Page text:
The idea is to have a variable-frequency oscillator that is oscillating steadily but not too strongly. The gate bias is produced by the DC gate current through the 47k resistor. The stronger the oscillation, the more bias required and the larger the gate current. The supply voltage V is varied until the gate current is a suitable value. In this circuit, I found that 9 V gave a gate current of 200 μA. The principle of making a measurement is to couple the resonant circuit under test to the oscillator coil. When the oscillator and external circuit have the same resonant frequency, losses from the external coil are most effectively reflected into the oscillator tuned circuit, making it resonate less strongly and decreasing the gate current (so that the transistor will give more gain to compensate for the losses). For accuracy, the coupling must not be too tight. The best result is a small but sharp dip when the circuits are in resonance. The frequency is then read off on a calibrated scale.
The principles of the grid-dip oscillator can be studied with this circuit. For a practical instrument, different coils L must be wound, and a calibrated dial provided. An excellent source for explaining how to do this is The Impoverished Radio Experimenter, Volume 2 (Bradley, IL: Lindsay Publications, 2001), available from Antique Electronic Supply. For a resonant circuit to test, I used a variable capacitor and an oscillator coil, but anything similar will do. The use of this instrument will be found to require some skill, but, of course, this is true for anything worth-while.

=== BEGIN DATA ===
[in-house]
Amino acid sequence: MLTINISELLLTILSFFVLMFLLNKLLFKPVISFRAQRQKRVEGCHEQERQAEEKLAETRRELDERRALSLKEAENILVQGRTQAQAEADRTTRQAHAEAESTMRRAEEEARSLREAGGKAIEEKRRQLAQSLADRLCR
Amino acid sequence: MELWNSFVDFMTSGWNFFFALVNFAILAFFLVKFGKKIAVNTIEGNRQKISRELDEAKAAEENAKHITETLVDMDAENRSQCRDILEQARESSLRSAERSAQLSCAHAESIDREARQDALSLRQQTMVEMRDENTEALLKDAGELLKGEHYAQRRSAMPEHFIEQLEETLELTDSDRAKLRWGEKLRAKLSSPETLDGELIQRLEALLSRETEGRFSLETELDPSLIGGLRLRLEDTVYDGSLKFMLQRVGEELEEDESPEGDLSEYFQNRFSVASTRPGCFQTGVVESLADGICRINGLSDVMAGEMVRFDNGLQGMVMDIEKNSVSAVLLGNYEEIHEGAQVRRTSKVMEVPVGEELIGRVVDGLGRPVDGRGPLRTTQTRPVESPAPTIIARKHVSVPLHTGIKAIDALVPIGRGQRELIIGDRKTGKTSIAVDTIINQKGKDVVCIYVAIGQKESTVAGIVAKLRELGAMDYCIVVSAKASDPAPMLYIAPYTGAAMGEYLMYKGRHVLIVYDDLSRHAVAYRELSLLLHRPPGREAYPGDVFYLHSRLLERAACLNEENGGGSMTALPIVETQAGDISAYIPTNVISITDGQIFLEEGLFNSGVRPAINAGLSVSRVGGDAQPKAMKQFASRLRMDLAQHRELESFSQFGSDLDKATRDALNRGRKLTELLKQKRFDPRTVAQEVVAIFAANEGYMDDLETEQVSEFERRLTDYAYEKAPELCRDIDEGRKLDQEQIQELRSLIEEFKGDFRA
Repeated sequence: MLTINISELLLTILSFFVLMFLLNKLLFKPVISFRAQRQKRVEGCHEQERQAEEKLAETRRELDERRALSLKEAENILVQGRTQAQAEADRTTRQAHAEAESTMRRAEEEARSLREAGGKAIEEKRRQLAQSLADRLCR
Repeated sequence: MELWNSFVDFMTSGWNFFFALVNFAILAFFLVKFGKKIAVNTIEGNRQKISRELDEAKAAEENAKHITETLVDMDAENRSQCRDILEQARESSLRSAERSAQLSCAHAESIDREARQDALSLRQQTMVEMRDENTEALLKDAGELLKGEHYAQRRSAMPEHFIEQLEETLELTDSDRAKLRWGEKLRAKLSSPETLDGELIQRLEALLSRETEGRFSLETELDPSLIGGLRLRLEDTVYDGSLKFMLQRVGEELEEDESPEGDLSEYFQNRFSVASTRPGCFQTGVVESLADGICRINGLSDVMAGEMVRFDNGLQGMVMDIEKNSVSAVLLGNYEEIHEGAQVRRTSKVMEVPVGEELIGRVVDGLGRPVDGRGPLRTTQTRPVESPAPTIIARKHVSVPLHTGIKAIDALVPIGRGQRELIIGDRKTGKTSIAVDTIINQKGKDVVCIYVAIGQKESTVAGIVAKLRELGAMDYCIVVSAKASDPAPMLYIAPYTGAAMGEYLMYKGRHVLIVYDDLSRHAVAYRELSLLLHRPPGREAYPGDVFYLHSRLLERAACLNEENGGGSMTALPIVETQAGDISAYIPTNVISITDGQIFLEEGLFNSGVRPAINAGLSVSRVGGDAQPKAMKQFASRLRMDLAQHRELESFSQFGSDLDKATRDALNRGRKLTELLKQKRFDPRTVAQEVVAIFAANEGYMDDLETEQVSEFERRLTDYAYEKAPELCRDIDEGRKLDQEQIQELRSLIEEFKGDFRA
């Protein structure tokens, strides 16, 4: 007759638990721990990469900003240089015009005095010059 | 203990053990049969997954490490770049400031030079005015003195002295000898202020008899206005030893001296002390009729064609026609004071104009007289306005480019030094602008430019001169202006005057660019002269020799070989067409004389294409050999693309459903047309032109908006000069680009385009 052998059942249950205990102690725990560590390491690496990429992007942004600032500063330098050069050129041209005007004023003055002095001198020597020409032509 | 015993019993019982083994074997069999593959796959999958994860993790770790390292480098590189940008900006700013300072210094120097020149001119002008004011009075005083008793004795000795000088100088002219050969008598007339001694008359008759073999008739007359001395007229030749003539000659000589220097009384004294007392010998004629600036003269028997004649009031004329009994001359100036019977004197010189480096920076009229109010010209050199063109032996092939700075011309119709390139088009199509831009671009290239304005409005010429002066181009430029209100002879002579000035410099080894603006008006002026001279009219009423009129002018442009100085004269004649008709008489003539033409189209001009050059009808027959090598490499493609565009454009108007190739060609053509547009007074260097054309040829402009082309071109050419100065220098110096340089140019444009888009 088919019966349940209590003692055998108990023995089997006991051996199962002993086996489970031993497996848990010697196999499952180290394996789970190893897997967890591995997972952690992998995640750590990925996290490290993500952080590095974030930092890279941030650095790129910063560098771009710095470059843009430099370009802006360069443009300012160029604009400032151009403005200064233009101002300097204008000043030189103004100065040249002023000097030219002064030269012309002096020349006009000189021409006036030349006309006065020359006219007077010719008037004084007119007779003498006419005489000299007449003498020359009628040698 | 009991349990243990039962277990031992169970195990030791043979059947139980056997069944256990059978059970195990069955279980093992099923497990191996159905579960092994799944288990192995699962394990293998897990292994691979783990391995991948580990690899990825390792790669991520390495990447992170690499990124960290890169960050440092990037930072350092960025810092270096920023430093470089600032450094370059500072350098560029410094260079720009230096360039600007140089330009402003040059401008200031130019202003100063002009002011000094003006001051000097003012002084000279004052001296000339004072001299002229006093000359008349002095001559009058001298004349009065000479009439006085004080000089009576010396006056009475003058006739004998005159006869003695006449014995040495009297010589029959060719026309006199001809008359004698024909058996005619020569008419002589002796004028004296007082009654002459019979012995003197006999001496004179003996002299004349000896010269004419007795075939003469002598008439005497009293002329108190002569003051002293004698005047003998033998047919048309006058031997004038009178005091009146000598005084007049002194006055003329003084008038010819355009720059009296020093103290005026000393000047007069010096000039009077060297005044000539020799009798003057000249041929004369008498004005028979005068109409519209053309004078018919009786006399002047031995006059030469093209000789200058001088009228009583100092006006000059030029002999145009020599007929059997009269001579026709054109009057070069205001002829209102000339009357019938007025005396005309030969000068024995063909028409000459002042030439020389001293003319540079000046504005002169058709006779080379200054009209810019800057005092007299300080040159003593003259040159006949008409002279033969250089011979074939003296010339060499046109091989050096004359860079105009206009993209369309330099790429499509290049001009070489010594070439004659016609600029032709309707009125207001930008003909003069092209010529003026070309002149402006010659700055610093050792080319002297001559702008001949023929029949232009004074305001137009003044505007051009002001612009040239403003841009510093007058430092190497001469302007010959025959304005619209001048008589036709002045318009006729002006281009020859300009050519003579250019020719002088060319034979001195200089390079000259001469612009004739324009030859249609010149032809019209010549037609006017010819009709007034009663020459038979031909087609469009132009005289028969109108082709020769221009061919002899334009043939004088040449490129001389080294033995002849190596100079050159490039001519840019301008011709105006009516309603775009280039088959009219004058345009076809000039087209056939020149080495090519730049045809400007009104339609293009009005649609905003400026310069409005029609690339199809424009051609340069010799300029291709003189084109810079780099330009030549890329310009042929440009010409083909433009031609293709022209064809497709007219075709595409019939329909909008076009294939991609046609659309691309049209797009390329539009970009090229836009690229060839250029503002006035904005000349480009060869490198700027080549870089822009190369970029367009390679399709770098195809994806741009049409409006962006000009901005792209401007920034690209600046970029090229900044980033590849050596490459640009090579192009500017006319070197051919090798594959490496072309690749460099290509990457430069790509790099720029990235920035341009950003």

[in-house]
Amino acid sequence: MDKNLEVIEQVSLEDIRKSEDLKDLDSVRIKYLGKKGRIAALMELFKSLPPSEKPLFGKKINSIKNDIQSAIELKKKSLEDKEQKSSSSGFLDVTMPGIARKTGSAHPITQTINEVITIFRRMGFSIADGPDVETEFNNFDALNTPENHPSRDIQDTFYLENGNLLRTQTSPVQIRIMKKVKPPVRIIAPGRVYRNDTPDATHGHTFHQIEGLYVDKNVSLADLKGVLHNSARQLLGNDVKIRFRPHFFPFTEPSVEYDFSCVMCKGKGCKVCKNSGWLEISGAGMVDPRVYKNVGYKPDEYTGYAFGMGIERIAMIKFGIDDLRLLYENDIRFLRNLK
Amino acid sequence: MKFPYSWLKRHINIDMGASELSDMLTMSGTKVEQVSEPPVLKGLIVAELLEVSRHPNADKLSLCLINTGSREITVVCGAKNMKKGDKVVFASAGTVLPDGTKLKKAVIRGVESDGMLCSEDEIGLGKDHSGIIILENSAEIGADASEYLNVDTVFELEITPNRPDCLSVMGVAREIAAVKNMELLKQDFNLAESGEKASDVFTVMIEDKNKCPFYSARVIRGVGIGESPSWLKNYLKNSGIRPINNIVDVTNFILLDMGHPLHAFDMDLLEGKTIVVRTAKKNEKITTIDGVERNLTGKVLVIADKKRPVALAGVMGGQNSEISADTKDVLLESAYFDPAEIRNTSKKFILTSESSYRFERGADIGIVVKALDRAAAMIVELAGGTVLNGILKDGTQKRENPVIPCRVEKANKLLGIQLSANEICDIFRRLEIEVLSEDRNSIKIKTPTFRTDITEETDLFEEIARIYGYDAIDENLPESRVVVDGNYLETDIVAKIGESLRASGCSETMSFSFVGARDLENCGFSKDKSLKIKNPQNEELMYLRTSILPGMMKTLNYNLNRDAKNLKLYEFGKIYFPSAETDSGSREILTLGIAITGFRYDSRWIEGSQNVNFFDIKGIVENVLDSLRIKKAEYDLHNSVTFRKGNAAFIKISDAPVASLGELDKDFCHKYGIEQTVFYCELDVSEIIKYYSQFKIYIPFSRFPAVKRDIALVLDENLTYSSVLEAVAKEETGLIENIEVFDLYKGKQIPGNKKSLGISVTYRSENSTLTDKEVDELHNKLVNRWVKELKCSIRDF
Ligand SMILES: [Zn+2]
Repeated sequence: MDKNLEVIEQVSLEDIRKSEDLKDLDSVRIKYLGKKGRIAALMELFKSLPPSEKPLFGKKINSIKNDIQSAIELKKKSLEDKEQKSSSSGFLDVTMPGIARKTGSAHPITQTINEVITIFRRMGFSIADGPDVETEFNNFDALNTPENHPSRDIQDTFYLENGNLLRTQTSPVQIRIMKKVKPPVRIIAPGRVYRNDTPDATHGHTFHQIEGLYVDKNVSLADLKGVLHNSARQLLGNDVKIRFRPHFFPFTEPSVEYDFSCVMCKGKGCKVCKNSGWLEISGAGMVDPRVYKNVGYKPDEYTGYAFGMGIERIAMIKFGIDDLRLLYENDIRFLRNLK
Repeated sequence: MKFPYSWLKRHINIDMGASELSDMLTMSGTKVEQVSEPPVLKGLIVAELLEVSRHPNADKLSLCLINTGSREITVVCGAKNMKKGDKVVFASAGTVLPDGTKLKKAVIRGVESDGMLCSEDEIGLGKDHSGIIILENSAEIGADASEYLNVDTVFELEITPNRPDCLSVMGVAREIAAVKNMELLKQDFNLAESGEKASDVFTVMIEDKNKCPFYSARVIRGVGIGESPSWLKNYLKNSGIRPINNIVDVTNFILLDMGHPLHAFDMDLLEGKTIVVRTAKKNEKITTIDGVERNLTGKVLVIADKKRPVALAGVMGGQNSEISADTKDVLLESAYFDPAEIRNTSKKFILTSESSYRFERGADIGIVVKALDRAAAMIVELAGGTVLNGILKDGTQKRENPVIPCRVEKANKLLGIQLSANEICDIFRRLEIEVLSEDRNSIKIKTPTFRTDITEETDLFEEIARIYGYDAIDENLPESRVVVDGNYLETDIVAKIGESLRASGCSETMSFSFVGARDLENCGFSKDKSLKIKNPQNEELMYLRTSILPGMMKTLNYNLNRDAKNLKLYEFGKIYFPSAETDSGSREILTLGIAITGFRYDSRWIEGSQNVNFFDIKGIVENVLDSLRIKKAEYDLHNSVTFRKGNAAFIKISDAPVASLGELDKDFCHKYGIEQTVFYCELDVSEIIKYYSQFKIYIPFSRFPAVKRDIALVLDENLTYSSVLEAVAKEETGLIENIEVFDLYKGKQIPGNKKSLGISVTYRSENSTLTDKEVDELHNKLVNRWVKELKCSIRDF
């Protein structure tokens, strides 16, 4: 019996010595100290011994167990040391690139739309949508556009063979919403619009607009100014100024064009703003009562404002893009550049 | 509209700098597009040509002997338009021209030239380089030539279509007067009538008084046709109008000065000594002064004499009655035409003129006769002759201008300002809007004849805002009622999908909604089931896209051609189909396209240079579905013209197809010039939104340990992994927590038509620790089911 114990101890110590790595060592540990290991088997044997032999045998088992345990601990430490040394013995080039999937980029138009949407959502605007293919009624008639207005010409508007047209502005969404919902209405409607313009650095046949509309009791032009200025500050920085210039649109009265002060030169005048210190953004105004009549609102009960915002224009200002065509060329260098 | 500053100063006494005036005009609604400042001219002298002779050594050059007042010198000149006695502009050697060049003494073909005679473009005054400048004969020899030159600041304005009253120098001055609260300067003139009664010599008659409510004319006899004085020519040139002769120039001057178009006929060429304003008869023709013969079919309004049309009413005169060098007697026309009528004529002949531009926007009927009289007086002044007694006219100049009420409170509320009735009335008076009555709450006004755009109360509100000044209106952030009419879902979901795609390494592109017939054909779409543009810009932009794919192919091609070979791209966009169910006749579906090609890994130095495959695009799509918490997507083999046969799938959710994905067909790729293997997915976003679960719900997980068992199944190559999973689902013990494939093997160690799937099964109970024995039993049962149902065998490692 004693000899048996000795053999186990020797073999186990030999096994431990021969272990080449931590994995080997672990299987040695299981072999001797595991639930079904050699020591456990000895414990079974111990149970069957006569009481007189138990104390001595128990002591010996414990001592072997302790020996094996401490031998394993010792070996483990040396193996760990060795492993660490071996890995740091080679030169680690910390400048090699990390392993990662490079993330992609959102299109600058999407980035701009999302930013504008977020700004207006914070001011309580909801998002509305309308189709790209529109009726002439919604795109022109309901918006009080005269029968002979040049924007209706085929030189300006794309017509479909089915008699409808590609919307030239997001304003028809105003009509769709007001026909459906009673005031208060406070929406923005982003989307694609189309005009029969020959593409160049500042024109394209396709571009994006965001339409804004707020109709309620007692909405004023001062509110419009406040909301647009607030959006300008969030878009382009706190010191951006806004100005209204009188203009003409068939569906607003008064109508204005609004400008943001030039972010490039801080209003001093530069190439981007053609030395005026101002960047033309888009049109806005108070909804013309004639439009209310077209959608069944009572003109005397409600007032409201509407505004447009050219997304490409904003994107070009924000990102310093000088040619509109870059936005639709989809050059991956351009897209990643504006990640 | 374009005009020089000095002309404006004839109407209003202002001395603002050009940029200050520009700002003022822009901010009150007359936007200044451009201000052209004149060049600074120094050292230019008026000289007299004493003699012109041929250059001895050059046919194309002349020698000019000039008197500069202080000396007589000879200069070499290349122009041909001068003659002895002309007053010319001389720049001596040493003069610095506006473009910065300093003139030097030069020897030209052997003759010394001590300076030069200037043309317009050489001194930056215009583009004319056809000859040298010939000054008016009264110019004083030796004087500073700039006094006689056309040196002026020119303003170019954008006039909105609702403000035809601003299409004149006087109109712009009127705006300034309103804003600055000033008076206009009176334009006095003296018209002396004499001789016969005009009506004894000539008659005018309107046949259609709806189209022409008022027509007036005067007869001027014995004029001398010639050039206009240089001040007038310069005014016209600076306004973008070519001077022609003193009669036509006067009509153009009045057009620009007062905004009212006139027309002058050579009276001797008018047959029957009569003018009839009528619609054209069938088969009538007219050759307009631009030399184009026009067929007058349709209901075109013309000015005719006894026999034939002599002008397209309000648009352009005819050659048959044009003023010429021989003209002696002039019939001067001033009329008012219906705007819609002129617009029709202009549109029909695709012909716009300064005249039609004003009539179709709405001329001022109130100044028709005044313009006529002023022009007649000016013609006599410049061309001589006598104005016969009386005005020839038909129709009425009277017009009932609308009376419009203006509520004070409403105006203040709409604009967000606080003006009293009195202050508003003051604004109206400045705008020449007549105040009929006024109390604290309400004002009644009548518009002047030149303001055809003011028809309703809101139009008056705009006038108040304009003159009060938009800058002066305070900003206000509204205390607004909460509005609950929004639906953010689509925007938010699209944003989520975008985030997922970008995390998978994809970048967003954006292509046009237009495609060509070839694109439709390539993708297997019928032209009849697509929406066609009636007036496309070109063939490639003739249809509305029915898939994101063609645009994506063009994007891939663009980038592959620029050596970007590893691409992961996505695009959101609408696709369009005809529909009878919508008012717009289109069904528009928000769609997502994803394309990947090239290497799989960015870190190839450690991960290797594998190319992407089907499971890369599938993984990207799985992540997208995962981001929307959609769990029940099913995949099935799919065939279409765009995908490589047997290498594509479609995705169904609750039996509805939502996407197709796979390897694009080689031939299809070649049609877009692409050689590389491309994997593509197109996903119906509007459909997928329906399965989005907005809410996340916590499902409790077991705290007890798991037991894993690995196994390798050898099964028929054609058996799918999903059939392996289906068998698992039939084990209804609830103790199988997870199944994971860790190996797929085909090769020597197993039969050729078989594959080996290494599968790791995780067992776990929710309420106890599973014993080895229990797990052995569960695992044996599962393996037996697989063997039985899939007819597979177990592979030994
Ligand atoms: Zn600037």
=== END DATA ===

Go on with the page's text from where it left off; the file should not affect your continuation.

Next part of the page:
A vacuum-tube grid-dip oscillator is shown at the left. The circuit is very similar to the FET oscillator, but a few of the components had to be changed. The odd 2C26A tube is what was at hand when the oscillator was constructed; any triode can be used. The 220 Ω resistor in the cathode lead makes it possible to measure the DC plate current, and provides some cathode bias to protect the tube. The 47k grid leak is replaced by 330k, since the 2C26 requires much greater grid bias. Full scale on the meter corresponds to a grid bias of -82 V. This circuit oscillated very strongly at the lower frequencies, but because of poor lead dress slipped into another mode at the minimum capacity. At any rate, it oscillated from 878 kHz to 1.7 MHz, and gave a good dip when a resonant circuit was coupled to it.
A DMM cannot be used to measure the DC grid bias, because it is confused by the large RF oscillation. Use the oscilloscope instead. The grid waveform will be found to be clamped to a slight positive value. Since cutoff for the plate voltage used occurs at about -6 V, the tube is cut off strongly except at the peaks of the grid signal. That is, the oscillator is working Class C. The plate and grid excursions are quite high, roughly 100 V and 50 V, respectively. This is a very good example of a Colpitts oscillator. The DC plate current was only 1.5 mA, and the grid current 0.2 mA, so no power ratings are pushed. Be aware, however, of the large voltage swings in the resonant circuit.
Composed by J. B. Calvert
Created 13 May 2002
Last revised 1 July 2002